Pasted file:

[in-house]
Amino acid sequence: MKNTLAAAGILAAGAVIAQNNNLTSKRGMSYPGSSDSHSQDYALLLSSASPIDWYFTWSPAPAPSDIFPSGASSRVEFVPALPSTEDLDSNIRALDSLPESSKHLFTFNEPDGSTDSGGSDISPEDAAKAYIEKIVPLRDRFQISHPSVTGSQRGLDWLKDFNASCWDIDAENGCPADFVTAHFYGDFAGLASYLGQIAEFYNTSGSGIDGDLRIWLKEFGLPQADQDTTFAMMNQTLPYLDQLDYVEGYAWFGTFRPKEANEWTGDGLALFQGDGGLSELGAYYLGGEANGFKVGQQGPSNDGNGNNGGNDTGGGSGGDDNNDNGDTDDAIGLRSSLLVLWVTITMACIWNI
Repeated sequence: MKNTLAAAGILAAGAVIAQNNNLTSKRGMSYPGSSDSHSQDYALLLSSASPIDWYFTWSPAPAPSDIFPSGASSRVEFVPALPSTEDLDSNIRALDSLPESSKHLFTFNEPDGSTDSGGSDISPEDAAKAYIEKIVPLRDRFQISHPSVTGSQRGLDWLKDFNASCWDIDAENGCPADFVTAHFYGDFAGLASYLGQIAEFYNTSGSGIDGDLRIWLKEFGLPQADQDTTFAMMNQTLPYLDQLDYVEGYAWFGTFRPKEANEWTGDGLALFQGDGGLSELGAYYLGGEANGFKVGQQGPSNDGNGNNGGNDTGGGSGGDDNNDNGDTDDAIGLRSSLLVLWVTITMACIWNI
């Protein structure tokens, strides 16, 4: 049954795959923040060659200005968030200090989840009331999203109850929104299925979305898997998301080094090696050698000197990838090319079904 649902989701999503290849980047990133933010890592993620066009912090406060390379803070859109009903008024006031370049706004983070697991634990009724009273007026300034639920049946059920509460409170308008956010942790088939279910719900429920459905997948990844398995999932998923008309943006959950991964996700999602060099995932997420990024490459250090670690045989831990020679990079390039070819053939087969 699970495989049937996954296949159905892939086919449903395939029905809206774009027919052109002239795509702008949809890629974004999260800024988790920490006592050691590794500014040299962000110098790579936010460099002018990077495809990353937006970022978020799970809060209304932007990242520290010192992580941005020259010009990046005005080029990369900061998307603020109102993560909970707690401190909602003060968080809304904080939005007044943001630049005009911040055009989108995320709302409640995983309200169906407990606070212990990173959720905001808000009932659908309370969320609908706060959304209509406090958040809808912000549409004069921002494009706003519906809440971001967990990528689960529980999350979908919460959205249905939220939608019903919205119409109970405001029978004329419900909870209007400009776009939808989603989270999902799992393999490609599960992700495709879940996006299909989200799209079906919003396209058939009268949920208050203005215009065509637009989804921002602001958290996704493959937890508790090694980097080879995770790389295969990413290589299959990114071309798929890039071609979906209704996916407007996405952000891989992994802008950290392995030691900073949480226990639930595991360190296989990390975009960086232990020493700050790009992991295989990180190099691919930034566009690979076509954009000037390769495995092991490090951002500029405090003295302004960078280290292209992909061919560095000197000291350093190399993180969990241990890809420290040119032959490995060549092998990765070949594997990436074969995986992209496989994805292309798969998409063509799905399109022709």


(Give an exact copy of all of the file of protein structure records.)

[in-house]
Amino acid sequence: MKNTLAAAGILAAGAVIAQNNNLTSKRGMSYPGSSDSHSQDYALLLSSASPIDWYFTWSPAPAPSDIFPSGASSRVEFVPALPSTEDLDSNIRALDSLPESSKHLFTFNEPDGSTDSGGSDISPEDAAKAYIEKIVPLRDRFQISHPSVTGSQRGLDWLKDFNASCWDIDAENGCPADFVTAHFYGDFAGLASYLGQIAEFYNTSGSGIDGDLRIWLKEFGLPQADQDTTFAMMNQTLPYLDQLDYVEGYAWFGTFRPKEANEWTGDGLALFQGDGGLSELGAYYLGGEANGFKVGQQGPSNDGNGNNGGNDTGGGSGGDDNNDNGDTDDAIGLRSSLLVLWVTITMACIWNI
Repeated sequence: MKNTLAAAGILAAGAVIAQNNNLTSKRGMSYPGSSDSHSQDYALLLSSASPIDWYFTWSPAPAPSDIFPSGASSRVEFVPALPSTEDLDSNIRALDSLPESSKHLFTFNEPDGSTDSGGSDISPEDAAKAYIEKIVPLRDRFQISHPSVTGSQRGLDWLKDFNASCWDIDAENGCPADFVTAHFYGDFAGLASYLGQIAEFYNTSGSGIDGDLRIWLKEFGLPQADQDTTFAMMNQTLPYLDQLDYVEGYAWFGTFRPKEANEWTGDGLALFQGDGGLSELGAYYLGGEANGFKVGQQGPSNDGNGNNGGNDTGGGSGGDDNNDNGDTDDAIGLRSSLLVLWVTITMACIWNI
């Protein structure tokens, strides 16, 4: 049954795959923040060659200005968030200090989840009331999203109850929104299925979305898997998301080094090696050698000197990838090319079904 649902989701999503290849980047990133933010890592993620066009912090406060390379803070859109009903008024006031370049706004983070697991634990009724009273007026300034639920049946059920509460409170308008956010942790088939279910719900429920459905997948990844398995999932998923008309943006959950991964996700999602060099995932997420990024490459250090670690045989831990020679990079390039070819053939087969 699970495989049937996954296949159905892939086919449903395939029905809206774009027919052109002239795509702008949809890629974004999260800024988790920490006592050691590794500014040299962000110098790579936010460099002018990077495809990353937006970022978020799970809060209304932007990242520290010192992580941005020259010009990046005005080029990369900061998307603020109102993560909970707690401190909602003060968080809304904080939005007044943001630049005009911040055009989108995320709302409640995983309200169906407990606070212990990173959720905001808000009932659908309370969320609908706060959304209509406090958040809808912000549409004069921002494009706003519906809440971001967990990528689960529980999350979908919460959205249905939220939608019903919205119409109970405001029978004329419900909870209007400009776009939808989603989270999902799992393999490609599960992700495709879940996006299909989200799209079906919003396209058939009268949920208050203005215009065509637009989804921002602001958290996704493959937890508790090694980097080879995770790389295969990413290589299959990114071309798929890039071609979906209704996916407007996405952000891989992994802008950290392995030691900073949480226990639930595991360190296989990390975009960086232990020493700050790009992991295989990180190099691919930034566009690979076509954009000037390769495995092991490090951002500029405090003295302004960078280290292209992909061919560095000197000291350093190399993180969990241990890809420290040119032959490995060549092998990765070949594997990436074969995986992209496989994805292309798969998409063509799905399109022709």